Is Jajah dead? Well, depends on who and what you ask

In 2009, Telefonica, the Spanish telecom giant which owns networks across the world, announced that it was going to acquire Jajah, an early internet voice service provider, for $207 million. The news was greeted with much applause, not only because of the exit valuation, but also because it showed that old telecoms were responding to the challenge posed by the likes of Skype. Over-the-top services were going to become the norm, and it was good to see a telco that provided both wireless and wired services embrace the future.

And then we all promptly forgot about the company. Fast forward to this weekend, and all hell broke loose:

As of January 31, 2014, Jajah will no longer offer any or Jajah Direct services to its users in the United States or elsewhere. This means that, as of January 31, 2014, you will no longer be able to make any calls through any of Jajah’s services, including the website and Jajah Direct. Registration of new accounts are no longer being accepted.

OMG! Telefonica killed Jajah, some headlines screamed. Others, including my friend Andy Abramson, weighed in on Jajah’s demise. On his blog, Andy wrote:

The planned shut down of Jajah by Telefonica also follows the shuttering earlier this year of mobile VoIP play Tu Me and is evidence of the internal fighting at Telefonica as the TuGo product is surviving (for now). … (It shows) how non-innovative Telefonica really was, as acquisitions are not innovation and (I) referred to Jajah as “two servers in a broom closet connected to a few Tier One networks” at their time of acquisition. It looks like I wasn’t that far off as shutting down a $200 million dollar purchase rivals the BT purchase of Ribbit for over $100 million dollars, which BT has basically wound down after buying the company for what was to be six services BT had on their roadmap, but never executed on either. These two failures demonstrate the difference between Google, Microsoft and Apple who buy strategically, while old line telcos buy out of fear and uncertainty.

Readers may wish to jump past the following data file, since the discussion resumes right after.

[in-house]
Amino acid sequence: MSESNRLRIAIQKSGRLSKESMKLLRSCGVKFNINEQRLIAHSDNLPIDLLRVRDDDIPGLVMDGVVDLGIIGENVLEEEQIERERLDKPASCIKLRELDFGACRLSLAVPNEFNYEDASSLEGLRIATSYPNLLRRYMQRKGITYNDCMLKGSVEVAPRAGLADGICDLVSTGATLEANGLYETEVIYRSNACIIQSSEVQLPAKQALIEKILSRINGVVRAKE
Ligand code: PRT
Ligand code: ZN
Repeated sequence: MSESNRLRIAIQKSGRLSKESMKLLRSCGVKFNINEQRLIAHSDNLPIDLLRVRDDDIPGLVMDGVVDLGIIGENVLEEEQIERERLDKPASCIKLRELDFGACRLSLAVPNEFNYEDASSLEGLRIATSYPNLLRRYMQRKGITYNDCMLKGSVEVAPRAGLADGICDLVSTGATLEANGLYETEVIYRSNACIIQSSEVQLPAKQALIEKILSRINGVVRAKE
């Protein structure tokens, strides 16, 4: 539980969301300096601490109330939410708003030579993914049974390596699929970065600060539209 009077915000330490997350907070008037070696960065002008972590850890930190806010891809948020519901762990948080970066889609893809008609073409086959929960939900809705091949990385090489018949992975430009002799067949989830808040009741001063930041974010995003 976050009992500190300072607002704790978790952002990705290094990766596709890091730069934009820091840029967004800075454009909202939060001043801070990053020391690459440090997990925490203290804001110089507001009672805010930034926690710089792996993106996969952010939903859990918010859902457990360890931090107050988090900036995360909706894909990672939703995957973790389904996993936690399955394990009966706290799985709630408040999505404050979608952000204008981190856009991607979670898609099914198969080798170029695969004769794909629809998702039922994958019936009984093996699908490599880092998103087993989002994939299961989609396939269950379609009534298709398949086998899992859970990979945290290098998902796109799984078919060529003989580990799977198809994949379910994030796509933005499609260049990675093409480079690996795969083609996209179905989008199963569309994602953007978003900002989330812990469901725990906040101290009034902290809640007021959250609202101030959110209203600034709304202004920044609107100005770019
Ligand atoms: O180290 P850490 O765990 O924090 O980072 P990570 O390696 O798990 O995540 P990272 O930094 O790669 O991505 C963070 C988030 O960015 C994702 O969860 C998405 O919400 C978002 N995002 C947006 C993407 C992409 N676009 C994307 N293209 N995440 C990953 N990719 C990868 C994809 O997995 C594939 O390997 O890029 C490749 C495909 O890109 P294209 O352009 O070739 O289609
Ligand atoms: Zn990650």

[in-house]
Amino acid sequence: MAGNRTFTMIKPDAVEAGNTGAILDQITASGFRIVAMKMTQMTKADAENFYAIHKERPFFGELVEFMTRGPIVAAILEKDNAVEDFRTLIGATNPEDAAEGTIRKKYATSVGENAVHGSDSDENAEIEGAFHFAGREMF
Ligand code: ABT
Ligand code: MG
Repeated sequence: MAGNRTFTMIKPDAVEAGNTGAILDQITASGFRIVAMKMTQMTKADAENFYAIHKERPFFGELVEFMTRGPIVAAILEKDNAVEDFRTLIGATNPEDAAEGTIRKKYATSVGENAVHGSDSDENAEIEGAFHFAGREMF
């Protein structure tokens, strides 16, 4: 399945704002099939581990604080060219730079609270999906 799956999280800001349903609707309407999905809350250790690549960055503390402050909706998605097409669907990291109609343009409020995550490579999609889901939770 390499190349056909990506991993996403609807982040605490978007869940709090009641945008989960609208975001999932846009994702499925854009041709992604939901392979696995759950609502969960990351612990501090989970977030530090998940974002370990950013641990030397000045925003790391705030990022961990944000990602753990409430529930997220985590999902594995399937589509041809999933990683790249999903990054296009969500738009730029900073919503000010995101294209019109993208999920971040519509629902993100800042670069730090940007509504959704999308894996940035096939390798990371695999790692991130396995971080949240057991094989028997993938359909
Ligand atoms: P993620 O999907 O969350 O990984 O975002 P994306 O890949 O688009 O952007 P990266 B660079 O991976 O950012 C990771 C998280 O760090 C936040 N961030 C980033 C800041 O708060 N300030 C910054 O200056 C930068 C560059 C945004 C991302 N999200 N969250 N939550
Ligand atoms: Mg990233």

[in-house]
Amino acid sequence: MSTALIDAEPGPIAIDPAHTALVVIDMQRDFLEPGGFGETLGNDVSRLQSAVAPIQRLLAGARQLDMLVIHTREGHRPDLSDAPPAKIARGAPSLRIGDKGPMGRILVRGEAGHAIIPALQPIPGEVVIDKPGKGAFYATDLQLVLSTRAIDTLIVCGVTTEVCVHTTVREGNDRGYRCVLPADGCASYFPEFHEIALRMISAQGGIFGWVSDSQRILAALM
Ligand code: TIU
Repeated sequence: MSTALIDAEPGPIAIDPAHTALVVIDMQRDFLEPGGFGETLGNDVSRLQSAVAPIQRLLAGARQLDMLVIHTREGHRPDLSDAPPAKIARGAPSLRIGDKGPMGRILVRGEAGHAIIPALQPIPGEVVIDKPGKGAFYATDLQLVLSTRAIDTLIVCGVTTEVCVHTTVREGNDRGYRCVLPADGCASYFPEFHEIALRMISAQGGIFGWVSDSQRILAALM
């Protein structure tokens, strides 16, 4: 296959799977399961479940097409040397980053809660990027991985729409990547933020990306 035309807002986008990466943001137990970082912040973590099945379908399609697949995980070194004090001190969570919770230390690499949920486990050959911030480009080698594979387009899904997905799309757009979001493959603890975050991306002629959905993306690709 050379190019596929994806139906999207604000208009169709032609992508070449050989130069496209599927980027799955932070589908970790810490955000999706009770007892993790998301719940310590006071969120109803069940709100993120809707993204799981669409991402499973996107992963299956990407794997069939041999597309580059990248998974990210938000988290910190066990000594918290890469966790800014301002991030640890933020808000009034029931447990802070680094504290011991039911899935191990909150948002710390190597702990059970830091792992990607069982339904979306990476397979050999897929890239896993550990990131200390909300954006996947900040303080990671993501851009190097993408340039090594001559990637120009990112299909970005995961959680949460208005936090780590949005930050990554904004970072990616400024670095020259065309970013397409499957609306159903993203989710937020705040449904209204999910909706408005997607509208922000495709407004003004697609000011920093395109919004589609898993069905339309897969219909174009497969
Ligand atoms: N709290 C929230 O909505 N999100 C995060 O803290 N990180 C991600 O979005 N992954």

Abramson makes absolutely fair points. Telecoms are buyers of the last resort and they are buying way too late. I wrote about Jajah quite a bit and was always underwhelmed by them. They were so much in awe of Skype and their strategy was shaped by what others did — one of the reasons why they felt less of a leader. So perhaps, when they got bought, it was actually a pleasant ending to the company.


The shutdown of the service brought back memories and I made some calls to people who are (and were) intimately involved with the company. As might be expected, they painted a much less bleak picture. The fact is that Telefonica has killed Jajah, the consumer facing service, but rest of the business — and the real reason why Spanish telecom giant bought them — is still in business. Telefonica wanted to get a platform to launch over-the-top applications for its service, and Jajah gave it that platform. Some of its apps in U.K., for example, use the same platform.

Similarly, most of Jajah’s team (minus the management) is still in place, working for Telefonica and working on the platform. Telefonica wanted to get a presence in Silicon Valley and Jajah’s Mountain View offices gave Telefonica leg room to establish itself in Silicon Valley. They have local executives who work with app companies on partnerships and also make investments in startups. So, from that perspective, Telefonica got what it paid for when it bought Jajah.

Jajah the consumer service, however, has been put to rest. It never really was a big enough business and Telefonica just let it lie fallow for years. We are told they had less than 5 million customers for its consumer service — a pittance compared to hundreds of millions of people Telefonica counts as customers. It would make perfect sense for them to kill it. It would also make perfect sense for the phone company to get its act together and communicate the strategy behind this decision more clearly, but I bet someone forgot to read a memo sent to them by someone else.

PS: My view (and I have been saying it all along) is that all carriers need to stop mucking about with applications and focus clearly on back-end infrastructure, billing and networks. Let people invent the apps that would lead to more network usage, which in turn would allow them to sell faster pipes — and make more money.

That’s my 2 cents, but then again, no one really listens to me.